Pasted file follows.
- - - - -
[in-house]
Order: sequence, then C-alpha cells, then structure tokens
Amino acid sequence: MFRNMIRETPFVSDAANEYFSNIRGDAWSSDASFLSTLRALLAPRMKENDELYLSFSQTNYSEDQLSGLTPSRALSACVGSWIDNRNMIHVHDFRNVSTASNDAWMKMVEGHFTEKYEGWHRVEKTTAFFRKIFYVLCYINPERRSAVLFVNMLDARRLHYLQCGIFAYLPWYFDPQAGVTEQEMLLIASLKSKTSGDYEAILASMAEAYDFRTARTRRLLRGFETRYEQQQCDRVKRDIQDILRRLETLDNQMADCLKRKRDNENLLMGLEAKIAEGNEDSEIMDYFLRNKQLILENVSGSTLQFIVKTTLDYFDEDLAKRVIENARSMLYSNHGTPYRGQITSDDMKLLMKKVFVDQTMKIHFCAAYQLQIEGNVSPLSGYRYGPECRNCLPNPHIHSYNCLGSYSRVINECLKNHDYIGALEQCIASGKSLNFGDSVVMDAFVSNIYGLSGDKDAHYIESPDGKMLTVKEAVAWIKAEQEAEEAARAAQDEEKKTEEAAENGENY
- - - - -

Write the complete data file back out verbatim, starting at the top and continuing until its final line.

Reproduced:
[in-house]
Order: sequence, then C-alpha cells, then structure tokens
Amino acid sequence: MFRNMIRETPFVSDAANEYFSNIRGDAWSSDASFLSTLRALLAPRMKENDELYLSFSQTNYSEDQLSGLTPSRALSACVGSWIDNRNMIHVHDFRNVSTASNDAWMKMVEGHFTEKYEGWHRVEKTTAFFRKIFYVLCYINPERRSAVLFVNMLDARRLHYLQCGIFAYLPWYFDPQAGVTEQEMLLIASLKSKTSGDYEAILASMAEAYDFRTARTRRLLRGFETRYEQQQCDRVKRDIQDILRRLETLDNQMADCLKRKRDNENLLMGLEAKIAEGNEDSEIMDYFLRNKQLILENVSGSTLQFIVKTTLDYFDEDLAKRVIENARSMLYSNHGTPYRGQITSDDMKLLMKKVFVDQTMKIHFCAAYQLQIEGNVSPLSGYRYGPECRNCLPNPHIHSYNCLGSYSRVINECLKNHDYIGALEQCIASGKSLNFGDSVVMDAFVSNIYGLSGDKDAHYIESPDGKMLTVKEAVAWIKAEQEAEEAARAAQDEEKKTEEAAENGENY